By Alan Scherstuhl
By Amy Nicholson
By Charles Taylor
By Stephanie Zacharek
By Brian Feinzimer
By CAROLINA DEL BUSTO
By AMY NICHOLSON
By Amy Nicholson
Two weekends ago, when Exorcist: The Beginning snuck its way into cinemas without benefit of advance press screenings, the irony was inescapable—an apparent loss of faith by Warner Bros. in a movie that purports to be about lost faith. But long before then, it was possible for filmgoers to feel a similar lack of confidence, not in the Creator, mind you, but in the creators—those well-paid artists and artisans whose responsibility it is to ensure our movie-watching satisfaction throughout the long hot summer.
There are few greater joys to be had, after all—when the mercury rises, the asphalt steams and the freeways snarl to a halt—than that of relaxing into the dark with one of those big, steroidal entertainments that gives your adrenal glands something to write home about. At least, that's the way it was once upon a time, before neighborhood cineplexes evolved from oases of air-conditioned pleasure into fiery temples of doom and ennui, where a ticket purchased for almost anything on the marquee was certain to result in a case of buyer's remorse. Of course, the movies aren't exactly hurting for business: the summer of 2002 alone—fueled by the success of Spider-Man and Star Wars: Attack of the Clones—set a new record for seasonal box office. And understandably, few consumers are keen to admit further defeat after having already shelled out enough on tickets and concessions to save a small army of Sally Struthers' kids. But does it come as any real surprise that even hit movies now often make significantly more money in DVD sales than in their theatrical runs—America's way of saying that today's blockbusters work best as background noise while folding laundry and emptying litter boxes?
Not that there haven't been summer movies to embrace in recent years, even if some of them—like the Lord of the Rings trilogy—have arrived at Christmastime instead. (In deference to those who live south of the equator?) Still, I wouldn't back off a word of the above, nor my long-standing sentiment that 1994 (Speed, True Lies, The Lion King, Clear and Present Danger) represented the last historical moment at which summer-movie quantity and quality approximated balance. Until, that is, the summer of 2004 left me as exhilarated as Peter Parker after learning he could climb walls and shoot spider webs out of his wrists. In short, just when it seemed as though those who run Hollywood's studios were in need of a recall election, here was a season in which one could queue up for many of the most heavily publicized films, not only without fear of disappointment, but with reasonable expectation of being dazzled. Here then, as fall approaches, are a few lessons learned over the past three months:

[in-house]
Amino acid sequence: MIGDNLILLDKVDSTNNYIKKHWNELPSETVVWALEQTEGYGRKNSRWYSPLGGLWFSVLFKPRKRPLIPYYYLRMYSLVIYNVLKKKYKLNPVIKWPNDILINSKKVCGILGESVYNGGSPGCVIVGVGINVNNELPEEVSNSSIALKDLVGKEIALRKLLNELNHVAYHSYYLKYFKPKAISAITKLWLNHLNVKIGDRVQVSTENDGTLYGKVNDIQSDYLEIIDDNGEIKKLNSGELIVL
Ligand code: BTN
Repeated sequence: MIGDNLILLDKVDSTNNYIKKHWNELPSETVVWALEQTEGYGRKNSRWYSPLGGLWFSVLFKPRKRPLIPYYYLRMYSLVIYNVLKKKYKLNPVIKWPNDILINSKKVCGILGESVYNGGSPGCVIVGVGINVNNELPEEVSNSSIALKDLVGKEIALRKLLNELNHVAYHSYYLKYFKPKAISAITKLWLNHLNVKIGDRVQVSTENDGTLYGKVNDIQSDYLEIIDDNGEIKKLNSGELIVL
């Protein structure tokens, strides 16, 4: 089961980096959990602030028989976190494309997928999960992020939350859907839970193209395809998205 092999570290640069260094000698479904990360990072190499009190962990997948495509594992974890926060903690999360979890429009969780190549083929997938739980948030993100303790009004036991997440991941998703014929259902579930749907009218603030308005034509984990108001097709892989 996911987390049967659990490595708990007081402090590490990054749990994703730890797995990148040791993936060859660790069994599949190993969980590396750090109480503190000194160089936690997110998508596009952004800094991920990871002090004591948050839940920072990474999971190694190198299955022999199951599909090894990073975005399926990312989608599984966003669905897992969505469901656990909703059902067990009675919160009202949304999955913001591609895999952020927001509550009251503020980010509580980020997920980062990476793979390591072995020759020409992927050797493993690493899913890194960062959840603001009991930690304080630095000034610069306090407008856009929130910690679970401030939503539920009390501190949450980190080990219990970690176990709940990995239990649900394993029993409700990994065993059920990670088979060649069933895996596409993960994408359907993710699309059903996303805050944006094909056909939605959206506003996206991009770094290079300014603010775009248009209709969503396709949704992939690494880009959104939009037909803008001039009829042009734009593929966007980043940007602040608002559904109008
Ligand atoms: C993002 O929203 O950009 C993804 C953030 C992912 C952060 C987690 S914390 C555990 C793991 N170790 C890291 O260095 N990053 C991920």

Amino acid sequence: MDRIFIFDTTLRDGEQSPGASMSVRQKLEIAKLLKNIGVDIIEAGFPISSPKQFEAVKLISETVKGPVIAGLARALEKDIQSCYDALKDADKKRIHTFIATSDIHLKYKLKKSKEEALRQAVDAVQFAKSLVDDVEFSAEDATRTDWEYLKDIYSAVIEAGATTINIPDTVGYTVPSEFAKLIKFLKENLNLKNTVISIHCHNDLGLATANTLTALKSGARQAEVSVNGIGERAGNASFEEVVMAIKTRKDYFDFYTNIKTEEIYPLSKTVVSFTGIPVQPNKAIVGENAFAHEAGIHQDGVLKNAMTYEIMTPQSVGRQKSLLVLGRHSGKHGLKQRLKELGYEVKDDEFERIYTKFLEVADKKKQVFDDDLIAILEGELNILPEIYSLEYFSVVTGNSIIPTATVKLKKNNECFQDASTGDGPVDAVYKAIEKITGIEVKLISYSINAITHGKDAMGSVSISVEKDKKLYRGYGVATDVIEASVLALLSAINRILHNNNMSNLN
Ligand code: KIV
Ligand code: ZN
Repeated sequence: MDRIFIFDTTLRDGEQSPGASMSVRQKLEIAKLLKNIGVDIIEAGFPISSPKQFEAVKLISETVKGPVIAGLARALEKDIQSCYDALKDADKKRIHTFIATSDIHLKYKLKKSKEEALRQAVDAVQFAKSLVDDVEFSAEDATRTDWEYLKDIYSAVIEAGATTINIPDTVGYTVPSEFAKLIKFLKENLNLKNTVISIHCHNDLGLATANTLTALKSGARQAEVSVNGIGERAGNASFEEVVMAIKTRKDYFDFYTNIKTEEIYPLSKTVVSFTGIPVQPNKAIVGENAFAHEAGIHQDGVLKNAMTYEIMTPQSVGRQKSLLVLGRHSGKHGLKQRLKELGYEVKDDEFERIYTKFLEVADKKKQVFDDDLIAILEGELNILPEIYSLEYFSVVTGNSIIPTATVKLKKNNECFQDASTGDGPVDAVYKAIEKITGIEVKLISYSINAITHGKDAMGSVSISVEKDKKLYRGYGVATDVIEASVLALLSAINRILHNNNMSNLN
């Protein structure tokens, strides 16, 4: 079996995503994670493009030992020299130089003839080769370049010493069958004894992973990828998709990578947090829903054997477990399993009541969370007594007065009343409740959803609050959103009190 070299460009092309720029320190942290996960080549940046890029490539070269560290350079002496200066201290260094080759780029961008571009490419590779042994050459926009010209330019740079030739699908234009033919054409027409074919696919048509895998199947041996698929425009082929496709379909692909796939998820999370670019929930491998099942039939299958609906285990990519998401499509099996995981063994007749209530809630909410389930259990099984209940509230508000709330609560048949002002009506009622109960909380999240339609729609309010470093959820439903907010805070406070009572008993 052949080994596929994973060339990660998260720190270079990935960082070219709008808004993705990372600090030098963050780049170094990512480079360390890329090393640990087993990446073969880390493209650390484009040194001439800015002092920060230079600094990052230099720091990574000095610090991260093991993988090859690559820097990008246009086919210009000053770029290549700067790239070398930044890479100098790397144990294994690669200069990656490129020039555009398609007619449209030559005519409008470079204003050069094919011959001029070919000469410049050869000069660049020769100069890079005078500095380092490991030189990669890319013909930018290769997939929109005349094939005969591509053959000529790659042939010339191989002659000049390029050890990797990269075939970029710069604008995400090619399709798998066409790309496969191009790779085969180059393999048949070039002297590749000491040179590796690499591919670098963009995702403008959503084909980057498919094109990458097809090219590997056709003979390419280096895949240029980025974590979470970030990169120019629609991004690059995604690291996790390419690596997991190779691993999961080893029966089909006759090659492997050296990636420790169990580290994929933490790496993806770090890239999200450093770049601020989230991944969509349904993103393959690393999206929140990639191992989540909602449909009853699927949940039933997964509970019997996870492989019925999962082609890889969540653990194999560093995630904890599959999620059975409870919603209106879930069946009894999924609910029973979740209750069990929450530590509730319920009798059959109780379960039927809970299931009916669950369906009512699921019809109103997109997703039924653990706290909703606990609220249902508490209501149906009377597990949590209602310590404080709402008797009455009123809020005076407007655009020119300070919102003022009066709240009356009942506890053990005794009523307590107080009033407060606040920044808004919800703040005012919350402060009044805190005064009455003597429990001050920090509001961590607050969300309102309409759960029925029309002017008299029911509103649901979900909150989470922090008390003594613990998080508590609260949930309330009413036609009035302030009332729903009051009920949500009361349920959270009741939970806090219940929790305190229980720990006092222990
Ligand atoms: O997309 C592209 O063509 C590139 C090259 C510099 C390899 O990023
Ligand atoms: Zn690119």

1. Sometimes sequels really are equals. Hot on the heels of The Return of the King came a flood of second and third helpings of popular movie franchises that were either every bit as enjoyable as their predecessors or, in some cases, more so. Certainly that was true of Sam Raimi's Spider-Man 2, which, with its beautifully nuanced performances, complex characterizations and funny-romantic vision of Manhattan (complete with elevated train!), seemed one of the few comic-book movies to actually understand the appeal of its famous source material. Meanwhile, in The Bourne Supremacy, the expert foot and car chases erased all memory of the film's lackluster 2002 predecessor. Then there was that lyrical dreamscape known as Harry Potter and the Prisoner of Azkaban: not just the most extraordinary picture of the season, but one of the best of the year so far, capped by that remarkable time-travel sequence in which Harry effectively rescues himself from imminent doom—among the most wondrous flights of film fancy ever. Collectively, it was enough to make one imagine that perhaps, given the right alchemy, something might yet be made out of that long-gestating reinvention of Superman. (And if it seems like I'm forgetting something here, let me say that I thought Shrek 2 was dreck.)
2. The real really is better than the virtual. While The Bourne Supremacy is the only one of the aforementioned films that can be said to use computer-generated imagery sparingly, what all those movies do have in common is their insistence on the wizardry of good, solid storytelling over that of jacked-in computer programmers. Even to the extent that the Spider-Man and Harry Potterfilms rely on CGI, they do so in an unusually understated, tactile manner, enabling us to reach out and touch the feathery wings of the wondrous Buckbeak or the remarkably flexible steel of Doc Ock's tentacles. So, one might ask, is it mere coincidence that these were the films audiences voted for at the box office over and above such egregious CGI abusers as Troy, Van Helsing and Catwoman? Or that they were the films made by directors of real maturity and craft instead of by proficient Hollywood hacks or the latest flavors of the commercial and music-video month? This may also be the place to mention Michael Mann's Collateral, which itself employs the latest in digital imaging technology to give us a vision of Los Angeles that more soulfully captures the city's nocturnal textures—the neon haze that takes over when the sun goes down, the metallic glint of MTA trains careening through the night—than even Mann's own film-shot movies.
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